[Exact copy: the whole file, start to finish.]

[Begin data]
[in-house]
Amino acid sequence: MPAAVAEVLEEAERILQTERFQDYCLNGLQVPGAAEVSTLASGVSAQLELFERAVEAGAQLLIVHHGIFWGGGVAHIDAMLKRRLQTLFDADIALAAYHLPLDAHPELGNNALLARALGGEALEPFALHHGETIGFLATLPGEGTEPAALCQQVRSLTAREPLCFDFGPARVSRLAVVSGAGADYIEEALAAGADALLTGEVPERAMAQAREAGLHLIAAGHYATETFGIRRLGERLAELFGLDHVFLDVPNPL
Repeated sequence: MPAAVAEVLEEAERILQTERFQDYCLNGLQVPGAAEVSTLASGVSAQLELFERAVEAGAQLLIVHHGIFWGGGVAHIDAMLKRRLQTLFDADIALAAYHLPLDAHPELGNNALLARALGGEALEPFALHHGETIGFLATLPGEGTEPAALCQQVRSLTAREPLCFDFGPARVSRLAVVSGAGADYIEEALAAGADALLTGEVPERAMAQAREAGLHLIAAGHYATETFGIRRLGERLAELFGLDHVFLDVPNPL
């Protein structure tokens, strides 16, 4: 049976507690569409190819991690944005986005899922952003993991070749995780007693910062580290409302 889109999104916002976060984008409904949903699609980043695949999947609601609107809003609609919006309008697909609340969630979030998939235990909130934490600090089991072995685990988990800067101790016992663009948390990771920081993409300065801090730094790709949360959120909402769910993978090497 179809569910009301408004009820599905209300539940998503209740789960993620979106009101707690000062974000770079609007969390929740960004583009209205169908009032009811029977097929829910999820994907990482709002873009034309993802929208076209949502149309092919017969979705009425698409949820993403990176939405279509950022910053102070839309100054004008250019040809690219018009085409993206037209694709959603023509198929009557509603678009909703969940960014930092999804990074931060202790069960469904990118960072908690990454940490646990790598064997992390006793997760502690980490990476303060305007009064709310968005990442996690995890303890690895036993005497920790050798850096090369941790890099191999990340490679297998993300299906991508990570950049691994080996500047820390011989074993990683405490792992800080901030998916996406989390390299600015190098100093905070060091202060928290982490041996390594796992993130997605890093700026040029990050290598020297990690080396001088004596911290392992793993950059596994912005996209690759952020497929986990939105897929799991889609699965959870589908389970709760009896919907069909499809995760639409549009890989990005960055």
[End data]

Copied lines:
[in-house]
Amino acid sequence: MPAAVAEVLEEAERILQTERFQDYCLNGLQVPGAAEVSTLASGVSAQLELFERAVEAGAQLLIVHHGIFWGGGVAHIDAMLKRRLQTLFDADIALAAYHLPLDAHPELGNNALLARALGGEALEPFALHHGETIGFLATLPGEGTEPAALCQQVRSLTAREPLCFDFGPARVSRLAVVSGAGADYIEEALAAGADALLTGEVPERAMAQAREAGLHLIAAGHYATETFGIRRLGERLAELFGLDHVFLDVPNPL
Repeated sequence: MPAAVAEVLEEAERILQTERFQDYCLNGLQVPGAAEVSTLASGVSAQLELFERAVEAGAQLLIVHHGIFWGGGVAHIDAMLKRRLQTLFDADIALAAYHLPLDAHPELGNNALLARALGGEALEPFALHHGETIGFLATLPGEGTEPAALCQQVRSLTAREPLCFDFGPARVSRLAVVSGAGADYIEEALAAGADALLTGEVPERAMAQAREAGLHLIAAGHYATETFGIRRLGERLAELFGLDHVFLDVPNPL
């Protein structure tokens, strides 16, 4: 049976507690569409190819991690944005986005899922952003993991070749995780007693910062580290409302 889109999104916002976060984008409904949903699609980043695949999947609601609107809003609609919006309008697909609340969630979030998939235990909130934490600090089991072995685990988990800067101790016992663009948390990771920081993409300065801090730094790709949360959120909402769910993978090497 179809569910009301408004009820599905209300539940998503209740789960993620979106009101707690000062974000770079609007969390929740960004583009209205169908009032009811029977097929829910999820994907990482709002873009034309993802929208076209949502149309092919017969979705009425698409949820993403990176939405279509950022910053102070839309100054004008250019040809690219018009085409993206037209694709959603023509198929009557509603678009909703969940960014930092999804990074931060202790069960469904990118960072908690990454940490646990790598064997992390006793997760502690980490990476303060305007009064709310968005990442996690995890303890690895036993005497920790050798850096090369941790890099191999990340490679297998993300299906991508990570950049691994080996500047820390011989074993990683405490792992800080901030998916996406989390390299600015190098100093905070060091202060928290982490041996390594796992993130997605890093700026040029990050290598020297990690080396001088004596911290392992793993950059596994912005996209690759952020497929986990939105897929799991889609699965959870589908389970709760009896919907069909499809995760639409549009890989990005960055």